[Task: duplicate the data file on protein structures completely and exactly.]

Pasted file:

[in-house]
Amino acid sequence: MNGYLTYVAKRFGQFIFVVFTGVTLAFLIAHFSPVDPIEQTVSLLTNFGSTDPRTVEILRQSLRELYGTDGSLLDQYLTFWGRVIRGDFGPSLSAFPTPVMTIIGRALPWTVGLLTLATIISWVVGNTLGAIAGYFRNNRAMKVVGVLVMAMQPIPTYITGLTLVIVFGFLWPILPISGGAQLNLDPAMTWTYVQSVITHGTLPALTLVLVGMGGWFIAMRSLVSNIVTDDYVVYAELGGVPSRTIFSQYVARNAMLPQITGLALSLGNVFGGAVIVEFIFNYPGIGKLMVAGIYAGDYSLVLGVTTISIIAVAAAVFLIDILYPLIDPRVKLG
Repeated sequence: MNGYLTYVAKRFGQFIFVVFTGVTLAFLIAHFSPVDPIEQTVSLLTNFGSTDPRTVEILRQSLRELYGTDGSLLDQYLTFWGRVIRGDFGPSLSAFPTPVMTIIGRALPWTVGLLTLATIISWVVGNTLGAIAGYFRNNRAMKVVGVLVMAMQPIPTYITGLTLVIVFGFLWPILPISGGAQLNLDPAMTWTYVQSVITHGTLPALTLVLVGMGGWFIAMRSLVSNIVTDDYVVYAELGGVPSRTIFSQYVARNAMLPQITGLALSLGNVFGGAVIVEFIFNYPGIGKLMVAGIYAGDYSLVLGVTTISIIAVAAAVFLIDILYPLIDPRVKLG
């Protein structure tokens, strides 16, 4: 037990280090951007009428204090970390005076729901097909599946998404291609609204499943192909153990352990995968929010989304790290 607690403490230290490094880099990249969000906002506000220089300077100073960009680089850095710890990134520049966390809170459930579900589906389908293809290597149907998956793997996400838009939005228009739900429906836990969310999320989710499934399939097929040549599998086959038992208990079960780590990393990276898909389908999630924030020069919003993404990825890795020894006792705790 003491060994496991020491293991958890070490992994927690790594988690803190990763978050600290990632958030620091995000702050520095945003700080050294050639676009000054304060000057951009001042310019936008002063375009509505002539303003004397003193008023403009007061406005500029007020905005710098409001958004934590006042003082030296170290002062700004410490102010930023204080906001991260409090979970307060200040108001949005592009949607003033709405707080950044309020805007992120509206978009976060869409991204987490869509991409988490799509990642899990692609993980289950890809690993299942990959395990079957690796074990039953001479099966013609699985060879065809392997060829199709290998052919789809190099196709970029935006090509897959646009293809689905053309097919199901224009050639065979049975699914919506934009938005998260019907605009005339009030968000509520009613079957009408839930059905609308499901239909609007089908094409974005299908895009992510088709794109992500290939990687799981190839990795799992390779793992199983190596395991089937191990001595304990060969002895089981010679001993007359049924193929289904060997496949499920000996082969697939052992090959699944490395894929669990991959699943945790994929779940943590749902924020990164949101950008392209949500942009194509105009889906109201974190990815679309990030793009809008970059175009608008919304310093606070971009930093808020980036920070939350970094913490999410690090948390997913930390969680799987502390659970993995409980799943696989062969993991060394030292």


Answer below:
[in-house]
Amino acid sequence: MNGYLTYVAKRFGQFIFVVFTGVTLAFLIAHFSPVDPIEQTVSLLTNFGSTDPRTVEILRQSLRELYGTDGSLLDQYLTFWGRVIRGDFGPSLSAFPTPVMTIIGRALPWTVGLLTLATIISWVVGNTLGAIAGYFRNNRAMKVVGVLVMAMQPIPTYITGLTLVIVFGFLWPILPISGGAQLNLDPAMTWTYVQSVITHGTLPALTLVLVGMGGWFIAMRSLVSNIVTDDYVVYAELGGVPSRTIFSQYVARNAMLPQITGLALSLGNVFGGAVIVEFIFNYPGIGKLMVAGIYAGDYSLVLGVTTISIIAVAAAVFLIDILYPLIDPRVKLG
Repeated sequence: MNGYLTYVAKRFGQFIFVVFTGVTLAFLIAHFSPVDPIEQTVSLLTNFGSTDPRTVEILRQSLRELYGTDGSLLDQYLTFWGRVIRGDFGPSLSAFPTPVMTIIGRALPWTVGLLTLATIISWVVGNTLGAIAGYFRNNRAMKVVGVLVMAMQPIPTYITGLTLVIVFGFLWPILPISGGAQLNLDPAMTWTYVQSVITHGTLPALTLVLVGMGGWFIAMRSLVSNIVTDDYVVYAELGGVPSRTIFSQYVARNAMLPQITGLALSLGNVFGGAVIVEFIFNYPGIGKLMVAGIYAGDYSLVLGVTTISIIAVAAAVFLIDILYPLIDPRVKLG
């Protein structure tokens, strides 16, 4: 037990280090951007009428204090970390005076729901097909599946998404291609609204499943192909153990352990995968929010989304790290 607690403490230290490094880099990249969000906002506000220089300077100073960009680089850095710890990134520049966390809170459930579900589906389908293809290597149907998956793997996400838009939005228009739900429906836990969310999320989710499934399939097929040549599998086959038992208990079960780590990393990276898909389908999630924030020069919003993404990825890795020894006792705790 003491060994496991020491293991958890070490992994927690790594988690803190990763978050600290990632958030620091995000702050520095945003700080050294050639676009000054304060000057951009001042310019936008002063375009509505002539303003004397003193008023403009007061406005500029007020905005710098409001958004934590006042003082030296170290002062700004410490102010930023204080906001991260409090979970307060200040108001949005592009949607003033709405707080950044309020805007992120509206978009976060869409991204987490869509991409988490799509990642899990692609993980289950890809690993299942990959395990079957690796074990039953001479099966013609699985060879065809392997060829199709290998052919789809190099196709970029935006090509897959646009293809689905053309097919199901224009050639065979049975699914919506934009938005998260019907605009005339009030968000509520009613079957009408839930059905609308499901239909609007089908094409974005299908895009992510088709794109992500290939990687799981190839990795799992390779793992199983190596395991089937191990001595304990060969002895089981010679001993007359049924193929289904060997496949499920000996082969697939052992090959699944490395894929669990991959699943945790994929779940943590749902924020990164949101950008392209949500942009194509105009889906109201974190990815679309990030793009809008970059175009608008919304310093606070971009930093808020980036920070939350970094913490999410690090948390997913930390969680799987502390659970993995409980799943696989062969993991060394030292």